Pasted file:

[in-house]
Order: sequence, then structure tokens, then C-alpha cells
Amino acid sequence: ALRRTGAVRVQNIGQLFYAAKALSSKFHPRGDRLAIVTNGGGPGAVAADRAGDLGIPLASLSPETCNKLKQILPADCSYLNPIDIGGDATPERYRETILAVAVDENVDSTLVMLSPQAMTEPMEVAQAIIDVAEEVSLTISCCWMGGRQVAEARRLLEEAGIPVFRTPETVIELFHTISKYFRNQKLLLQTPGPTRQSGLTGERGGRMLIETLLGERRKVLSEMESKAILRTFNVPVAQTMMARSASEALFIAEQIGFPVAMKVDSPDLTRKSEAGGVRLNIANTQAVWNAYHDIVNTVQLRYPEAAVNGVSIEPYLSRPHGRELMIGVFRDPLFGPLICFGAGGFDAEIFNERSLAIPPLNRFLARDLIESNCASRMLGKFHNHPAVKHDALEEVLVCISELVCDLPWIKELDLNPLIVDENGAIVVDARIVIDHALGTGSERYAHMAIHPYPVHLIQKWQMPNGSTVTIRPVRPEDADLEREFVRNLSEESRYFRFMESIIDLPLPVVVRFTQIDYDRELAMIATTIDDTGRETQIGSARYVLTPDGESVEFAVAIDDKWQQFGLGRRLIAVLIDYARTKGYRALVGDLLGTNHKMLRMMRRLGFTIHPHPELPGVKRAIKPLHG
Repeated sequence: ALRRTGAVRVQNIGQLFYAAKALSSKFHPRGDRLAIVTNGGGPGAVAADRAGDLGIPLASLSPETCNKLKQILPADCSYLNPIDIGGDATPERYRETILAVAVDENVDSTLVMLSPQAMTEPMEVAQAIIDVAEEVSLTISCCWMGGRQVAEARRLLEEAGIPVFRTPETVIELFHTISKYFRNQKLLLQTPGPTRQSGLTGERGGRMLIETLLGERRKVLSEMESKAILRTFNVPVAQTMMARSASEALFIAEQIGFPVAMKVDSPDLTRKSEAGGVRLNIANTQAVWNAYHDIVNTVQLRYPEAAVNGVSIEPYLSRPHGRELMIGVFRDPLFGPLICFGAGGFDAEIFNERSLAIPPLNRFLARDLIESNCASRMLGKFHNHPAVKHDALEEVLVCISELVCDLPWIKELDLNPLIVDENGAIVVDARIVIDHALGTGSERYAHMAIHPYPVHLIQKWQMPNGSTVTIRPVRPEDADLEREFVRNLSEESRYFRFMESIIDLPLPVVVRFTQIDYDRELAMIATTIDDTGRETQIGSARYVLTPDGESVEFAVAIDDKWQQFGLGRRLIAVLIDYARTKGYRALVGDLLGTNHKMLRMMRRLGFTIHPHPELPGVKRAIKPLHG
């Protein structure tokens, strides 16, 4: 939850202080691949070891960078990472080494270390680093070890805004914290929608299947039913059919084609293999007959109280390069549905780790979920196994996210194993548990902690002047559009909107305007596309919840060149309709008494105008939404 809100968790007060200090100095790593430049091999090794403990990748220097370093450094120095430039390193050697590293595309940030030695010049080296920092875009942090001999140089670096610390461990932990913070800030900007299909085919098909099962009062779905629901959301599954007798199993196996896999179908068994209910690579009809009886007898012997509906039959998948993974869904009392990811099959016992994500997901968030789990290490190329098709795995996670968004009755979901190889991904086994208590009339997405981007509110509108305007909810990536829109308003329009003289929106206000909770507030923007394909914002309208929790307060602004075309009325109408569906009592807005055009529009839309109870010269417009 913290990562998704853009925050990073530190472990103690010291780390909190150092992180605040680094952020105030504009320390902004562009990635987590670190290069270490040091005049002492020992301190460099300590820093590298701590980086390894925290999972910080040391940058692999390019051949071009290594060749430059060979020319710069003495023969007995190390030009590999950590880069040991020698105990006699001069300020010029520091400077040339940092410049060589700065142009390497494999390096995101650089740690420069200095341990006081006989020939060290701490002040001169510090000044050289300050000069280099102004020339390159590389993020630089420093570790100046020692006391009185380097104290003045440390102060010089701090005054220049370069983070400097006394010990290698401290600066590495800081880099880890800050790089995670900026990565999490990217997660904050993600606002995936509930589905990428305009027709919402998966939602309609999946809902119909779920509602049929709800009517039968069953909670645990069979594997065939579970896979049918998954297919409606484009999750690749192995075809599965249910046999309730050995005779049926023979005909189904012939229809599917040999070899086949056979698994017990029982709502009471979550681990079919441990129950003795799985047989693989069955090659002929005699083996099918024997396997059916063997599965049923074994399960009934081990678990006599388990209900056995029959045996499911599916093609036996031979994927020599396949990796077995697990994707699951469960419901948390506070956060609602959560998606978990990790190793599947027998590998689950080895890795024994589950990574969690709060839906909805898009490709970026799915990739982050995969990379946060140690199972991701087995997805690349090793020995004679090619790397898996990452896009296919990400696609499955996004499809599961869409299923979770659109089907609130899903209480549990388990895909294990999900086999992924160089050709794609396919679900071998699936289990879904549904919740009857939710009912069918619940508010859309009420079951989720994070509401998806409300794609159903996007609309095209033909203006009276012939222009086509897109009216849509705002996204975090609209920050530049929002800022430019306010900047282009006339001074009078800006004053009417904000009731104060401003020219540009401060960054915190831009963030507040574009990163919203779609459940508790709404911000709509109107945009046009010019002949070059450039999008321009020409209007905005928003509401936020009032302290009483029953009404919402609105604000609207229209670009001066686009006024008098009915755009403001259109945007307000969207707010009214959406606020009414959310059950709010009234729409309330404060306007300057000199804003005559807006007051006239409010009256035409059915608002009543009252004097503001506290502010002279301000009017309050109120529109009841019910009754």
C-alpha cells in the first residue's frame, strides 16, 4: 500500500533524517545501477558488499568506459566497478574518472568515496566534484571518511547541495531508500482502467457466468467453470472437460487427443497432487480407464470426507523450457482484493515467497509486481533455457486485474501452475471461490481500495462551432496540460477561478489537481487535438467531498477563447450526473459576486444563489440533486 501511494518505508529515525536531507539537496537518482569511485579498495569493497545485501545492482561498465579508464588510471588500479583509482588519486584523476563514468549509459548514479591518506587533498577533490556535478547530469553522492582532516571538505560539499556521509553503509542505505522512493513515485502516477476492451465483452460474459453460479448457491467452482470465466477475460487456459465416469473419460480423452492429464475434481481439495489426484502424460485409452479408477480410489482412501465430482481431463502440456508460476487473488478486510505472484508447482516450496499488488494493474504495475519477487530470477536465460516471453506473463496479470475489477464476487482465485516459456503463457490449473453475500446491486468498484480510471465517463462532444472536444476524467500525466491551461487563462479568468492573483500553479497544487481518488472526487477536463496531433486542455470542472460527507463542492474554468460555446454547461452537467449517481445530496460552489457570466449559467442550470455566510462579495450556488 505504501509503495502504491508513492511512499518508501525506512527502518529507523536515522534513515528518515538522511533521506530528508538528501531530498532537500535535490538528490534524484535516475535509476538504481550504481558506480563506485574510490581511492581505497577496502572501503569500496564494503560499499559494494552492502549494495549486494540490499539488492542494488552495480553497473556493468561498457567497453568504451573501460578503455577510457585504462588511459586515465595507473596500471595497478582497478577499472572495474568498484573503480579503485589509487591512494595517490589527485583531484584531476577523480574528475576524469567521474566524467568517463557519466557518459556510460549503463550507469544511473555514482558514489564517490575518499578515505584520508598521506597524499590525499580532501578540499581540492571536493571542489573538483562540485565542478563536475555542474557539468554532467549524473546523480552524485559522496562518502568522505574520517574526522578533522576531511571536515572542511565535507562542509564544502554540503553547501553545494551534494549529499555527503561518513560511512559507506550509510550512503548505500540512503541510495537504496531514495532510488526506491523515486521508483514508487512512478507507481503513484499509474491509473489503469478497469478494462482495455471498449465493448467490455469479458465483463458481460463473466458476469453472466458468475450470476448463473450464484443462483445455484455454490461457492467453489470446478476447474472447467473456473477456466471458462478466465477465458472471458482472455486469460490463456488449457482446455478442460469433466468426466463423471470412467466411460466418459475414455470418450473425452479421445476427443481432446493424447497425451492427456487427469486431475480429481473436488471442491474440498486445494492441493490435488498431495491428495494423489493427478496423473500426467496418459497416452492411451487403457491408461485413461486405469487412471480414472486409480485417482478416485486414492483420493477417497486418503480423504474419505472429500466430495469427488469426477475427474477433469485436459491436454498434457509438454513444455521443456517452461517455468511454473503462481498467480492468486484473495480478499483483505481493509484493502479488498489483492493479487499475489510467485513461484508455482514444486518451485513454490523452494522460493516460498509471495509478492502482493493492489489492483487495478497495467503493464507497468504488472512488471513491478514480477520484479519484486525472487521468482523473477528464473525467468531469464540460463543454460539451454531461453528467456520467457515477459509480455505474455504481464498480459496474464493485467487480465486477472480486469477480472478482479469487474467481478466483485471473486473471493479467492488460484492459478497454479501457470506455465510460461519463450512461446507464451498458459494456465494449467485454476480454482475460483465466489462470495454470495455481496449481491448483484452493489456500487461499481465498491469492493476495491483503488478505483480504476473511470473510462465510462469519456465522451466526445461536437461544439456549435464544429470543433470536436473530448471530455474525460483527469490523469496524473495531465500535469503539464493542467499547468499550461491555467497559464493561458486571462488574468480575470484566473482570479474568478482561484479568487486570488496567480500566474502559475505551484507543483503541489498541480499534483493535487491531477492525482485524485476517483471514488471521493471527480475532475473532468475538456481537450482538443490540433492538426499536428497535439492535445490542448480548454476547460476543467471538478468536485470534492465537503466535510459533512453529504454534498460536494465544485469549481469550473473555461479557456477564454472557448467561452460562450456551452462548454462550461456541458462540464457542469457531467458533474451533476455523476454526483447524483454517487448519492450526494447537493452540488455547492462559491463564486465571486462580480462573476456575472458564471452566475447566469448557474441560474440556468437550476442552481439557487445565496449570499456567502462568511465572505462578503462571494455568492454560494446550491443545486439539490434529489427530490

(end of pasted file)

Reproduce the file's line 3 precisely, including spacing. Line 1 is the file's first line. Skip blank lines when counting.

Amino acid sequence: ALRRTGAVRVQNIGQLFYAAKALSSKFHPRGDRLAIVTNGGGPGAVAADRAGDLGIPLASLSPETCNKLKQILPADCSYLNPIDIGGDATPERYRETILAVAVDENVDSTLVMLSPQAMTEPMEVAQAIIDVAEEVSLTISCCWMGGRQVAEARRLLEEAGIPVFRTPETVIELFHTISKYFRNQKLLLQTPGPTRQSGLTGERGGRMLIETLLGERRKVLSEMESKAILRTFNVPVAQTMMARSASEALFIAEQIGFPVAMKVDSPDLTRKSEAGGVRLNIANTQAVWNAYHDIVNTVQLRYPEAAVNGVSIEPYLSRPHGRELMIGVFRDPLFGPLICFGAGGFDAEIFNERSLAIPPLNRFLARDLIESNCASRMLGKFHNHPAVKHDALEEVLVCISELVCDLPWIKELDLNPLIVDENGAIVVDARIVIDHALGTGSERYAHMAIHPYPVHLIQKWQMPNGSTVTIRPVRPEDADLEREFVRNLSEESRYFRFMESIIDLPLPVVVRFTQIDYDRELAMIATTIDDTGRETQIGSARYVLTPDGESVEFAVAIDDKWQQFGLGRRLIAVLIDYARTKGYRALVGDLLGTNHKMLRMMRRLGFTIHPHPELPGVKRAIKPLHG